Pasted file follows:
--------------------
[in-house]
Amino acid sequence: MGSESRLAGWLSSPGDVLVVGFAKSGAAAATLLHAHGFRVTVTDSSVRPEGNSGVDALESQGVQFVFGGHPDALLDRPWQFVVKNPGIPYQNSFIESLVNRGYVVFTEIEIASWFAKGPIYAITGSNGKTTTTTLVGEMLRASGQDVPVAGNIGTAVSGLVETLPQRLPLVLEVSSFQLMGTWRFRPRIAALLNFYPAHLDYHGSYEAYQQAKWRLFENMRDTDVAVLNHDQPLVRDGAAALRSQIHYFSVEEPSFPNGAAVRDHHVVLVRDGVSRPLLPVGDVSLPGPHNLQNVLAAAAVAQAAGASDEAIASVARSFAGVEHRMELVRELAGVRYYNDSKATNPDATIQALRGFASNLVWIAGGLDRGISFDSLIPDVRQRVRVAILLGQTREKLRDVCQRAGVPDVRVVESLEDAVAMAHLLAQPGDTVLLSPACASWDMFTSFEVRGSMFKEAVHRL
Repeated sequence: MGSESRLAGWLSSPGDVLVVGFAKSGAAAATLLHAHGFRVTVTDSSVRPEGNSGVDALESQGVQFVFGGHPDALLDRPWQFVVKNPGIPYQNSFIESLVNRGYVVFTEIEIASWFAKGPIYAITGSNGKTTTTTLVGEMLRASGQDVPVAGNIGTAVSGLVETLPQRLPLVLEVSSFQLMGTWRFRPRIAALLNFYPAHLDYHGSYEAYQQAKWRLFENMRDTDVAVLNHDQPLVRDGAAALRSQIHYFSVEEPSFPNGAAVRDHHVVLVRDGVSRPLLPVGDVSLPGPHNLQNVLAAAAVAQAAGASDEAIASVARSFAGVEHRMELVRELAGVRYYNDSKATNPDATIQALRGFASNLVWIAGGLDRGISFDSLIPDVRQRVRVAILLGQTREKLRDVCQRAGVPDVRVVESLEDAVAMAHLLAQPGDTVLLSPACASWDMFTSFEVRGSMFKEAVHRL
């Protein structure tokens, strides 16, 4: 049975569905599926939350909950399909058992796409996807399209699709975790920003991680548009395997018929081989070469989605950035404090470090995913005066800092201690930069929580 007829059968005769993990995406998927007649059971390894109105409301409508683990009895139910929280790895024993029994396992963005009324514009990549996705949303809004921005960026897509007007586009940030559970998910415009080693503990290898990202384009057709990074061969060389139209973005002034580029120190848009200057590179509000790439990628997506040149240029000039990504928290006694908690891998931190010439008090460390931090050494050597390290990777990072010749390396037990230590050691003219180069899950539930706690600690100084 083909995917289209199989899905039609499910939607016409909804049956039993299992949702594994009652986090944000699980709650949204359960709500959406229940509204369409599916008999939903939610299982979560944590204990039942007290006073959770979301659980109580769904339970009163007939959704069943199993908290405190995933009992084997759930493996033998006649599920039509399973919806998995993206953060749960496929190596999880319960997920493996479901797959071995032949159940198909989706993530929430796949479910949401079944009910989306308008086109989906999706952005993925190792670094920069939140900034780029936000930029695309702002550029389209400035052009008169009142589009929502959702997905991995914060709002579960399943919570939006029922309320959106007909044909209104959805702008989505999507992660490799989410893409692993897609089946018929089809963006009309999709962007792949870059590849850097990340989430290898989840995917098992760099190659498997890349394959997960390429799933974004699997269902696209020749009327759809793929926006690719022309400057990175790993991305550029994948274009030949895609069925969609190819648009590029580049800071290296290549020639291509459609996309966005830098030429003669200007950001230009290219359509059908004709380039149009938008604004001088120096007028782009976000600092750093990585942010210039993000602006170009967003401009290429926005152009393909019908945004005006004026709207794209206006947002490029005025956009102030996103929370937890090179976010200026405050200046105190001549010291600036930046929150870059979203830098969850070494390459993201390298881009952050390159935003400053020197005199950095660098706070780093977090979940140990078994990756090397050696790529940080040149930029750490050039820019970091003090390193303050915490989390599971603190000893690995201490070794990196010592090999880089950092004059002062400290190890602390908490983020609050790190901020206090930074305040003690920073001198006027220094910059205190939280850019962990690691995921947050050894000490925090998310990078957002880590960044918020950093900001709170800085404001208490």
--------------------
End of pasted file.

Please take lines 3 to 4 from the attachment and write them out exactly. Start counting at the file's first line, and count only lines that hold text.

Repeated sequence: MGSESRLAGWLSSPGDVLVVGFAKSGAAAATLLHAHGFRVTVTDSSVRPEGNSGVDALESQGVQFVFGGHPDALLDRPWQFVVKNPGIPYQNSFIESLVNRGYVVFTEIEIASWFAKGPIYAITGSNGKTTTTTLVGEMLRASGQDVPVAGNIGTAVSGLVETLPQRLPLVLEVSSFQLMGTWRFRPRIAALLNFYPAHLDYHGSYEAYQQAKWRLFENMRDTDVAVLNHDQPLVRDGAAALRSQIHYFSVEEPSFPNGAAVRDHHVVLVRDGVSRPLLPVGDVSLPGPHNLQNVLAAAAVAQAAGASDEAIASVARSFAGVEHRMELVRELAGVRYYNDSKATNPDATIQALRGFASNLVWIAGGLDRGISFDSLIPDVRQRVRVAILLGQTREKLRDVCQRAGVPDVRVVESLEDAVAMAHLLAQPGDTVLLSPACASWDMFTSFEVRGSMFKEAVHRL
């Protein structure tokens, strides 16, 4: 049975569905599926939350909950399909058992796409996807399209699709975790920003991680548009395997018929081989070469989605950035404090470090995913005066800092201690930069929580 007829059968005769993990995406998927007649059971390894109105409301409508683990009895139910929280790895024993029994396992963005009324514009990549996705949303809004921005960026897509007007586009940030559970998910415009080693503990290898990202384009057709990074061969060389139209973005002034580029120190848009200057590179509000790439990628997506040149240029000039990504928290006694908690891998931190010439008090460390931090050494050597390290990777990072010749390396037990230590050691003219180069899950539930706690600690100084 083909995917289209199989899905039609499910939607016409909804049956039993299992949702594994009652986090944000699980709650949204359960709500959406229940509204369409599916008999939903939610299982979560944590204990039942007290006073959770979301659980109580769904339970009163007939959704069943199993908290405190995933009992084997759930493996033998006649599920039509399973919806998995993206953060749960496929190596999880319960997920493996479901797959071995032949159940198909989706993530929430796949479910949401079944009910989306308008086109989906999706952005993925190792670094920069939140900034780029936000930029695309702002550029389209400035052009008169009142589009929502959702997905991995914060709002579960399943919570939006029922309320959106007909044909209104959805702008989505999507992660490799989410893409692993897609089946018929089809963006009309999709962007792949870059590849850097990340989430290898989840995917098992760099190659498997890349394959997960390429799933974004699997269902696209020749009327759809793929926006690719022309400057990175790993991305550029994948274009030949895609069925969609190819648009590029580049800071290296290549020639291509459609996309966005830098030429003669200007950001230009290219359509059908004709380039149009938008604004001088120096007028782009976000600092750093990585942010210039993000602006170009967003401009290429926005152009393909019908945004005006004026709207794209206006947002490029005025956009102030996103929370937890090179976010200026405050200046105190001549010291600036930046929150870059979203830098969850070494390459993201390298881009952050390159935003400053020197005199950095660098706070780093977090979940140990078994990756090397050696790529940080040149930029750490050039820019970091003090390193303050915490989390599971603190000893690995201490070794990196010592090999880089950092004059002062400290190890602390908490983020609050790190901020206090930074305040003690920073001198006027220094910059205190939280850019962990690691995921947050050894000490925090998310990078957002880590960044918020950093900001709170800085404001208490």